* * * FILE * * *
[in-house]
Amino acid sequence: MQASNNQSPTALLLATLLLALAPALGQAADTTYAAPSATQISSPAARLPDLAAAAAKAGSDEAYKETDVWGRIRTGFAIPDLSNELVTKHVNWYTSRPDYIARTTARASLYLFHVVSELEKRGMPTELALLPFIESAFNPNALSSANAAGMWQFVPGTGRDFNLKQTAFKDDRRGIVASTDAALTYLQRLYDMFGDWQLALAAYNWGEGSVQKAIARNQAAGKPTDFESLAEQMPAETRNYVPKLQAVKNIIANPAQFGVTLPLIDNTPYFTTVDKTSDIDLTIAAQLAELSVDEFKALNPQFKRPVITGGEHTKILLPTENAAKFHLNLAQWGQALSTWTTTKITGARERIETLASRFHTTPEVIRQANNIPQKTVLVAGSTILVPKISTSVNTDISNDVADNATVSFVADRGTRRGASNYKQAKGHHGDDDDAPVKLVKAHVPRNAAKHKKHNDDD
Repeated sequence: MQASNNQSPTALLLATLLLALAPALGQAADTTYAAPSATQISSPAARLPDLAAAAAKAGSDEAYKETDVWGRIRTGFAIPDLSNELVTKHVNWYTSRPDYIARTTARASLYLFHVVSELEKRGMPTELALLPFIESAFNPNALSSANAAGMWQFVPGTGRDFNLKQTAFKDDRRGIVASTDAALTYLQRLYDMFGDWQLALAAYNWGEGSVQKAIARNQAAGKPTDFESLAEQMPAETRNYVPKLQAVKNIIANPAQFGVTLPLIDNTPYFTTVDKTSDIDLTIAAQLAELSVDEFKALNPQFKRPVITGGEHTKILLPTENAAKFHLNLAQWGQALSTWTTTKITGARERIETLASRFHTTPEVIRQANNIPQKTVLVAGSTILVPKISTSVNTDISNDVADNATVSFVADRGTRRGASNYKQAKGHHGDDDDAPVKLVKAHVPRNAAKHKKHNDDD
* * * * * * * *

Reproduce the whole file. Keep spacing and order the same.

[in-house]
Amino acid sequence: MQASNNQSPTALLLATLLLALAPALGQAADTTYAAPSATQISSPAARLPDLAAAAAKAGSDEAYKETDVWGRIRTGFAIPDLSNELVTKHVNWYTSRPDYIARTTARASLYLFHVVSELEKRGMPTELALLPFIESAFNPNALSSANAAGMWQFVPGTGRDFNLKQTAFKDDRRGIVASTDAALTYLQRLYDMFGDWQLALAAYNWGEGSVQKAIARNQAAGKPTDFESLAEQMPAETRNYVPKLQAVKNIIANPAQFGVTLPLIDNTPYFTTVDKTSDIDLTIAAQLAELSVDEFKALNPQFKRPVITGGEHTKILLPTENAAKFHLNLAQWGQALSTWTTTKITGARERIETLASRFHTTPEVIRQANNIPQKTVLVAGSTILVPKISTSVNTDISNDVADNATVSFVADRGTRRGASNYKQAKGHHGDDDDAPVKLVKAHVPRNAAKHKKHNDDD
Repeated sequence: MQASNNQSPTALLLATLLLALAPALGQAADTTYAAPSATQISSPAARLPDLAAAAAKAGSDEAYKETDVWGRIRTGFAIPDLSNELVTKHVNWYTSRPDYIARTTARASLYLFHVVSELEKRGMPTELALLPFIESAFNPNALSSANAAGMWQFVPGTGRDFNLKQTAFKDDRRGIVASTDAALTYLQRLYDMFGDWQLALAAYNWGEGSVQKAIARNQAAGKPTDFESLAEQMPAETRNYVPKLQAVKNIIANPAQFGVTLPLIDNTPYFTTVDKTSDIDLTIAAQLAELSVDEFKALNPQFKRPVITGGEHTKILLPTENAAKFHLNLAQWGQALSTWTTTKITGARERIETLASRFHTTPEVIRQANNIPQKTVLVAGSTILVPKISTSVNTDISNDVADNATVSFVADRGTRRGASNYKQAKGHHGDDDDAPVKLVKAHVPRNAAKHKKHNDDD